As Lenajo pointed out, a novice handler and novice dog need help and need to be learning together with suitable, dog-broke sheep. It is a recipe for disaster to try to train a novice dog, especially while a novice yourself, on unbroke sheep.


Also, do not allow your dog to circle the pen with the sheep. She will just be "working" them herself, in her own way and mind, without direction from you, and from the wrong side of the fence.


I've known a number of dogs that have been trained with e-collars, and I would not recommend it for any Border Collie. Use of the search function at the top of the page would lead you to some threads that explain the philosophy about this in some threads that are quite recent. Try "shock collar" or "electronic collar" for the search criteria.


The best thing you could do for yourself and your dog is to find a good trainer who will work with the two of you, to help you learn and develop a good foundation in your training.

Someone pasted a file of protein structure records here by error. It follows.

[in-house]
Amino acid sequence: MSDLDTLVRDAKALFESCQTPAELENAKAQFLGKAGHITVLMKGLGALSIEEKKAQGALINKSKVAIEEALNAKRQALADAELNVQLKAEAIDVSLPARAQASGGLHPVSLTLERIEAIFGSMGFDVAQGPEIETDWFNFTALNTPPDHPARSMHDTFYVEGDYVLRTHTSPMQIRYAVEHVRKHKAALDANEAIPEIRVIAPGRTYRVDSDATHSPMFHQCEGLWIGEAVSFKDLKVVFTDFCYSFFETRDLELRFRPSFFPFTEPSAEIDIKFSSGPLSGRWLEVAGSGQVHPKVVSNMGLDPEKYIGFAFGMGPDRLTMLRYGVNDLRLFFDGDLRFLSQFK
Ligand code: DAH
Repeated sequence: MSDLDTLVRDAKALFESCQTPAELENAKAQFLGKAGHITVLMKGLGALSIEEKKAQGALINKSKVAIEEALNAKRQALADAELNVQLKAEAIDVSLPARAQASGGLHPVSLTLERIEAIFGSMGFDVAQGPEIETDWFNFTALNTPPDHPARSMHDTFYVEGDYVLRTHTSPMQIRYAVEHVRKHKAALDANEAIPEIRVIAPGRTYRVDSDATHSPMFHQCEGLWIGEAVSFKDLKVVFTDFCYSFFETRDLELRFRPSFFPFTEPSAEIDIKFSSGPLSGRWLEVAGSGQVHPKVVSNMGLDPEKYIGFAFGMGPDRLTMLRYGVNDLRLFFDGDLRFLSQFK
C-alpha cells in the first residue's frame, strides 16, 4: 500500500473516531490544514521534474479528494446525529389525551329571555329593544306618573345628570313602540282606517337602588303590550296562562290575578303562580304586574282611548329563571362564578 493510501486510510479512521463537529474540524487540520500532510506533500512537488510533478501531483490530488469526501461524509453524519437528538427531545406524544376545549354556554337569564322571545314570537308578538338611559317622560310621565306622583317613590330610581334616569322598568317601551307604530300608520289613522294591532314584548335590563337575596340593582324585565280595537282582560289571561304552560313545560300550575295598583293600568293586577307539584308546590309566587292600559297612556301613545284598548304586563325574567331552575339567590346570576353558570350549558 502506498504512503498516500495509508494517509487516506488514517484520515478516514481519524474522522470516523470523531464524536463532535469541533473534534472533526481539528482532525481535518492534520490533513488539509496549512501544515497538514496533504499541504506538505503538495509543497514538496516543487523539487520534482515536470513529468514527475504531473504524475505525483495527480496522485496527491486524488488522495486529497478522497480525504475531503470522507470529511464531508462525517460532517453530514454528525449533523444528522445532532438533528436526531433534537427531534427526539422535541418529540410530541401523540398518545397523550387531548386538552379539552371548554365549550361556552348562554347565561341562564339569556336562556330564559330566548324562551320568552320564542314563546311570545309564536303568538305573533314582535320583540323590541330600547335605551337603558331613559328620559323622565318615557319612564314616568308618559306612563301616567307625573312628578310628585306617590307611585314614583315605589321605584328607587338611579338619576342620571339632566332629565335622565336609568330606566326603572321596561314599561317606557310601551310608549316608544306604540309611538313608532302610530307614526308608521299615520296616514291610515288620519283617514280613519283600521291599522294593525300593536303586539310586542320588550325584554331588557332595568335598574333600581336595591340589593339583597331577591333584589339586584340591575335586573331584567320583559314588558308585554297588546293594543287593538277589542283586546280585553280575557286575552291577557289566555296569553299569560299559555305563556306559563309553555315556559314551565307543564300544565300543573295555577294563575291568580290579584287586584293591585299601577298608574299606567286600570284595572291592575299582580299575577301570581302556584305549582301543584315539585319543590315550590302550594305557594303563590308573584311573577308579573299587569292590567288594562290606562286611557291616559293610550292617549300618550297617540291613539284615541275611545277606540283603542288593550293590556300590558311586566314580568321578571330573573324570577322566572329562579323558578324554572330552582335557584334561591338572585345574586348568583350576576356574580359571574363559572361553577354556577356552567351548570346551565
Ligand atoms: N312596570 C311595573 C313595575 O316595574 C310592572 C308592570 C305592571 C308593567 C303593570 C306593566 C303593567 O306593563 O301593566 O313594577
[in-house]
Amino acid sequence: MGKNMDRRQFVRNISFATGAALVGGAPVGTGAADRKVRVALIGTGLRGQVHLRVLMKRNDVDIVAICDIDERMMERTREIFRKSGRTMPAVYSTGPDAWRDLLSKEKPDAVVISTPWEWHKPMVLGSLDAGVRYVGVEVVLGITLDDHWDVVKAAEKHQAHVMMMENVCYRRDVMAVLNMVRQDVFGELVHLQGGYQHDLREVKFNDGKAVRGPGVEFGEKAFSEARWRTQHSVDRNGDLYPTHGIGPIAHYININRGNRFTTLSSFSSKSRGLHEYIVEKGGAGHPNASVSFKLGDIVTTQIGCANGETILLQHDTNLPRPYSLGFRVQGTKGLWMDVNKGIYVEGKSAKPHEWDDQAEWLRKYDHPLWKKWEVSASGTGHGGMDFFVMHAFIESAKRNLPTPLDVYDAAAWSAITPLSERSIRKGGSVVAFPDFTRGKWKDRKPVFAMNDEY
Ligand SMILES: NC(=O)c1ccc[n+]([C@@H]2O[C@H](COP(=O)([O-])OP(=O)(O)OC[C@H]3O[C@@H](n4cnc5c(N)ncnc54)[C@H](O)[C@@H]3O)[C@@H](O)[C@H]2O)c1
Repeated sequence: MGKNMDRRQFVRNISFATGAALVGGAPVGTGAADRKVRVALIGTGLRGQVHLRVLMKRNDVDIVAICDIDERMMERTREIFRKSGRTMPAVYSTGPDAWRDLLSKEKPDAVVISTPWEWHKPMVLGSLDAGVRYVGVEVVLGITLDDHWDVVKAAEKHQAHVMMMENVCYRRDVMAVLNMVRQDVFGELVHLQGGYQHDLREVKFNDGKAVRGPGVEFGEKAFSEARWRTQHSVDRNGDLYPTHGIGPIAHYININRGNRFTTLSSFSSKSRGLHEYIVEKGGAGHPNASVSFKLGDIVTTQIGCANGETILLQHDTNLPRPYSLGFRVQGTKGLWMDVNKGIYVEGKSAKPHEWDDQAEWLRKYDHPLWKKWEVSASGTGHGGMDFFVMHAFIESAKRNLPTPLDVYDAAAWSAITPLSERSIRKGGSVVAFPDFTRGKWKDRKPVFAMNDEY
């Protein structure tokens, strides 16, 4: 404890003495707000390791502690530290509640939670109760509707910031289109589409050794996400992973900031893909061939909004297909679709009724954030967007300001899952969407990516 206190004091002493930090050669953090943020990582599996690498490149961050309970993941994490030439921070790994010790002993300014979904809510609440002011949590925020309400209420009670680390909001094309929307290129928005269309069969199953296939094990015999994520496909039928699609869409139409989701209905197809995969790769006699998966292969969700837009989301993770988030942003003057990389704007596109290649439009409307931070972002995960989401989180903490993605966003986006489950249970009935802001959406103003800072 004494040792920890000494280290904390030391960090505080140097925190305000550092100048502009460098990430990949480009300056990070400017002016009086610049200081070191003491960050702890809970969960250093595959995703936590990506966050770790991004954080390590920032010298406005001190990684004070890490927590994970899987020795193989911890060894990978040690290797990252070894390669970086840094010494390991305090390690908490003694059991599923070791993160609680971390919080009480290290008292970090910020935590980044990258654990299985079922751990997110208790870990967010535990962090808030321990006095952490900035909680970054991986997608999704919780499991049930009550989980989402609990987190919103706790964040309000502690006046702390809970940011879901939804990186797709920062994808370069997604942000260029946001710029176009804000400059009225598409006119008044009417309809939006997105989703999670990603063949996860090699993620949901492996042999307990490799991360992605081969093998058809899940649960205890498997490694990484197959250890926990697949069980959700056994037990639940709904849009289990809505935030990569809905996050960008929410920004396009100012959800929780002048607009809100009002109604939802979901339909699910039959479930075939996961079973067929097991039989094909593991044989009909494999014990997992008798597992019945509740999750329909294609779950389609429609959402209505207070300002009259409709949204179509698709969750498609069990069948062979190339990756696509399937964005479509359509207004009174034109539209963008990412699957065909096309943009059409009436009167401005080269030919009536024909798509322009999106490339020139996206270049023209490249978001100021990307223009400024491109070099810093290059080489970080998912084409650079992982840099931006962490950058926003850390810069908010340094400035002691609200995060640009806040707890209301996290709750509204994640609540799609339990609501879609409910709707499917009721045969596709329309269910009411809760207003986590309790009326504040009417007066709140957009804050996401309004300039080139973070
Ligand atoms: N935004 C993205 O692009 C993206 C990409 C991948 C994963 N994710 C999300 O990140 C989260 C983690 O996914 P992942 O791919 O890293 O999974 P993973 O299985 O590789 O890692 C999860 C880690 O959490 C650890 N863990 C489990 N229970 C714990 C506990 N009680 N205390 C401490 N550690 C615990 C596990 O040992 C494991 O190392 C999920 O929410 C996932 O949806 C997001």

Best wishes!

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Have ya checked out any books or CD's yet? We were just talking about a really good one for the novice on the books section here. Its written by Virgil Holland called Herding Dogs Progressive training. And go ahead and use the lead, but use a 30 foot lite line, and try to get a stop command solid with her before ya go out with her again, it will help so much. Where are you at? Perhaps we could give ya the names of some folks around where you live that could be of some assistance. Some times too, it takes a dog a little time to begin to work with a new handler, some dogs can take 90 days or longer before they will work for some one other than who trained them. It takes trust, and a partnership. She may like you just fine right now, because you are all she has and you feed her and play with her, but developing a working relationship takes a little more time to develope. Good luck, we all know how it is just starting out, we were all there to at one time, and there are those of us, ( that would be me) that have put in many years, and still are just starting out. Training a stock dog takes years and years of dedication and perserverance, and then,..... theres learning the stock too. Stockman ship has a great deal to do with stock dog work too.